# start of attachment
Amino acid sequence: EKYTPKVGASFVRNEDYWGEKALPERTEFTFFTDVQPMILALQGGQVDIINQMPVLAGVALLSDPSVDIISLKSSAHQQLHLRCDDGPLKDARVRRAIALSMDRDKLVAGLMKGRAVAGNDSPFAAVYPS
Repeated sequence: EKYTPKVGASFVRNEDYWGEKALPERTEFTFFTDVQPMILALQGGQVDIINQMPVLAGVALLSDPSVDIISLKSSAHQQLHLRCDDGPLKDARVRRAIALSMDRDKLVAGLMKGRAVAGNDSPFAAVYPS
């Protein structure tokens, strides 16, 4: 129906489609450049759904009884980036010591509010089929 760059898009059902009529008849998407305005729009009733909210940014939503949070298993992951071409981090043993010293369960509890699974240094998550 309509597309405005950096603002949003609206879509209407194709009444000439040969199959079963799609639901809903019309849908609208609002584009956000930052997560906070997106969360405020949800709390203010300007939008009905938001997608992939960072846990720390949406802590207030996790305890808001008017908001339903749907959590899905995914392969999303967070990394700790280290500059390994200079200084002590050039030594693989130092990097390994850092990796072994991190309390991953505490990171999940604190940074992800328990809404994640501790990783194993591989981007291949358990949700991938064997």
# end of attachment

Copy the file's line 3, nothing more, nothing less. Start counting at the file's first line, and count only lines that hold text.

């Protein structure tokens, strides 16, 4: 129906489609450049759904009884980036010591509010089929 760059898009059902009529008849998407305005729009009733909210940014939503949070298993992951071409981090043993010293369960509890699974240094998550 309509597309405005950096603002949003609206879509209407194709009444000439040969199959079963799609639901809903019309849908609208609002584009956000930052997560906070997106969360405020949800709390203010300007939008009905938001997608992939960072846990720390949406802590207030996790305890808001008017908001339903749907959590899905995914392969999303967070990394700790280290500059390994200079200084002590050039030594693989130092990097390994850092990796072994991190309390991953505490990171999940604190940074992800328990809404994640501790990783194993591989981007291949358990949700991938064997």